LISBON The Low-Down on Alfama - Lisbon’s Oldest Neighbourhood

Spend time in Lisbon and it won’t be long before you find yourself weaving through the cobblestone streets of Alfama.


The Low-Down on Alfama - Lisbon’s Oldest Neighbourhood

Spend time in Lisbon and it won’t be long before you find yourself weaving through the cobblestone streets of Alfama.

 The oldest neighbourhood in Lisbon, it was the only part of the city to survive the 1755 earthquake and subsequent tsunami, leaving intact a labyrinthine web of tiny streets where long-time locals live in a tight-knit community. Regarded as the birthplace of Fado – passionate laments of longing passed orally from the 1820’s – umpteenth music bars and restaurants offer nightly live performances. Then come June, it’s many secret squares erupt with the sizzle of freshly grilled sardines and jugs of wine shared at communal tables set under the orange trees as the whole city descends to this tiny pocket to celebrate the patron saint Santo Antonio.

While Alfama’s resolute charm is far from secret, the beauty of this neighbourhood comes alive when you let yourself getting lost.  While its main through-fares bustle with tourists taking pictures from striking view-points overlooking the Tejo, slip just a few steps of the beaten track and you can find yourself in tiny squares where neighbours gossip over washing and at each turn, a picture perfect vignette of traditional Lisbon character stands firm in the wave of the city’s fast-growing popularity.

It is this intimate atmosphere that has drawn an increasing number of creatives, among them Yves St Laurent and Monica Belluci, to purchase properties in the area, adding an undercurrent of bobo-chic to the smiling senhoras selling home-made ginja (cherry liqueur) from their front porch. If you find yourself confused in Alfama, you aren’t the only one – the divisions from one section of Alfama to the other are notoriously unclear. While most first-timers flock to Baixa Alfama, thanks to its Fado Museum and multitude of restaurants and viewpoints, the sprawling neighbourhood is set over 4 sub-sections, from Se Cathedral close to Baixa, to the Church of São Vincent and across to the majestic Pantheon (built as a Temple to the Gods) and the Market of Santa Clara, set below the bohemian neighbourhood of Graça.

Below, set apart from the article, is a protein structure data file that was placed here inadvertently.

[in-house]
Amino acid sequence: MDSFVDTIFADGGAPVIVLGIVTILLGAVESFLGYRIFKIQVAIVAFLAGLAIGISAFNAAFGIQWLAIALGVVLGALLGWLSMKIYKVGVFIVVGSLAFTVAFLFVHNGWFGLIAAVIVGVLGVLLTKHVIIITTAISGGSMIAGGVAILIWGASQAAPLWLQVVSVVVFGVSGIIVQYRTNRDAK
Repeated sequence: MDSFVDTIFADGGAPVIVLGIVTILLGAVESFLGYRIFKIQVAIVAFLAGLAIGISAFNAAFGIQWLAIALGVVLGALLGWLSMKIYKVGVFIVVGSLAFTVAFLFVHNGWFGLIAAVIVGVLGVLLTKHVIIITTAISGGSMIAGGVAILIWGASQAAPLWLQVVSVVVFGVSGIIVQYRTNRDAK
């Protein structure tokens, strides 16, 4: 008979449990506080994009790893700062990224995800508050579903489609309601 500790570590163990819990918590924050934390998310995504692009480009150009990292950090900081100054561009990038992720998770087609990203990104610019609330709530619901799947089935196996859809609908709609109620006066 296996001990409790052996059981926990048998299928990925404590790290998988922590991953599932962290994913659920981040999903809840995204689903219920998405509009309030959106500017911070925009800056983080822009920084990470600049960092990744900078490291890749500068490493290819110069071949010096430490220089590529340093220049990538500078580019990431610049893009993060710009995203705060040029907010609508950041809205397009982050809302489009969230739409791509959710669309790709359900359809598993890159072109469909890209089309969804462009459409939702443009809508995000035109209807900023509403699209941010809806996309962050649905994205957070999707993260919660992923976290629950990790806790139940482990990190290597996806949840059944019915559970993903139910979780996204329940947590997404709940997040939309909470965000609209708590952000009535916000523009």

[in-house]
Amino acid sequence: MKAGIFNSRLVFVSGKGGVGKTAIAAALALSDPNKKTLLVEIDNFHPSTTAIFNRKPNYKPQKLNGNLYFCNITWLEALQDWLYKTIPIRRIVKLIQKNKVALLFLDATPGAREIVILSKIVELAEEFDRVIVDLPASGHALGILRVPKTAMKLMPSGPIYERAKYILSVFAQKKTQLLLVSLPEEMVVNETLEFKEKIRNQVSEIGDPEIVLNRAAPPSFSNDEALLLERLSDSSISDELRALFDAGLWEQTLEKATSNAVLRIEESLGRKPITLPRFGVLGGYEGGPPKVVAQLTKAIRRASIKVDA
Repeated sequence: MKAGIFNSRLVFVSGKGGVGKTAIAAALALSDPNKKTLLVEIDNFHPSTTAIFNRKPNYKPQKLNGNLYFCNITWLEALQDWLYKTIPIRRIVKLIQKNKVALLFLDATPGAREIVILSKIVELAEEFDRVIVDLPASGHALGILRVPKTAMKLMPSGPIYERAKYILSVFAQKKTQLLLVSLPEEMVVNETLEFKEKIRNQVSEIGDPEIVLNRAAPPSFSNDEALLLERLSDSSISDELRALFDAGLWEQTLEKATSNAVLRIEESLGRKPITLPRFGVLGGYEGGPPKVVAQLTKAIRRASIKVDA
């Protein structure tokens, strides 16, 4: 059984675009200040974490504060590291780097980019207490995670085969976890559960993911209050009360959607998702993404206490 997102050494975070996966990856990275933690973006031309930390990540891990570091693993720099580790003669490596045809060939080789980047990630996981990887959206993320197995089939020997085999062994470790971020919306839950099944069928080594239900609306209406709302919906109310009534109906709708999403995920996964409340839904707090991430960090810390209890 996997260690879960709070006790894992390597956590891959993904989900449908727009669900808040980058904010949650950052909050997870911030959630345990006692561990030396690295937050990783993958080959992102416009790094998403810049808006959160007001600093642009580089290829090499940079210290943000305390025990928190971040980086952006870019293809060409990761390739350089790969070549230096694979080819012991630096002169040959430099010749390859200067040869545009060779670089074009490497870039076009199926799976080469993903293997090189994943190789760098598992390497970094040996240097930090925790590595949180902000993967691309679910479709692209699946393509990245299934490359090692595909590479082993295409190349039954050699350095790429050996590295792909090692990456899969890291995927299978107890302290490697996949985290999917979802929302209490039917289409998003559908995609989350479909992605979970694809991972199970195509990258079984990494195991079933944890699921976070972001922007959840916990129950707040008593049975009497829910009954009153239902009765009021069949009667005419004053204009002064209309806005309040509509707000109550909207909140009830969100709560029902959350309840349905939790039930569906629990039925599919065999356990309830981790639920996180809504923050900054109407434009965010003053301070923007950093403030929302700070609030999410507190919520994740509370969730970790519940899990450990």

It’s here, on Tuesdays and Saturdays, that the streets bustles with the city’s most colourful flea and antiques market, where you can pick up everything from antique ceramics crafted in Portugal’s former colony of Macau to vintage furniture from the 50’s at rock-bottom prices and rare vinyl records dotted amongst the everyday tat.

As a rule of thumb, if you are looking to rent or buy a property in Alfama, Baixa Alfama (Lower Alfama) tends to be busier and better known by travellers, making it great option for buy-to-let apartments, while Alta Alfama (Upper Alfama) is characterised by larger, more noble buildings and stunning views across the river.  From an investment perspective, buying a property in Alfama and the neighbouring districts of Graça and São Vincent is an interesting option. Very few properties have been renovated and most are comprised of 6-8 apartments.

The area is a bit of a jewel that’s still being discovered, so price increases here have yet to hit the same intensity as the likes of Chiado, Barrio Alto and Principe Real, yet it retains serious growth potential due to its unique atmosphere, popularity and proximity to the centre. You can get to Cais do Sodre and Time-Out’s Mercado da Ribeira in 10 minutes by bus, and you are within walking distance to the national train network at Santa Apolonia, which means easy weekend trips up to Porto and down to the Algarve.

As Lisbon’s loveliness continues to draw an increasing influxes of travellers, much of making the most of the city is learning how to avoid the tourists crowds and slip into the local flow, so Alfama’s many secrets make for a wonderful place to start.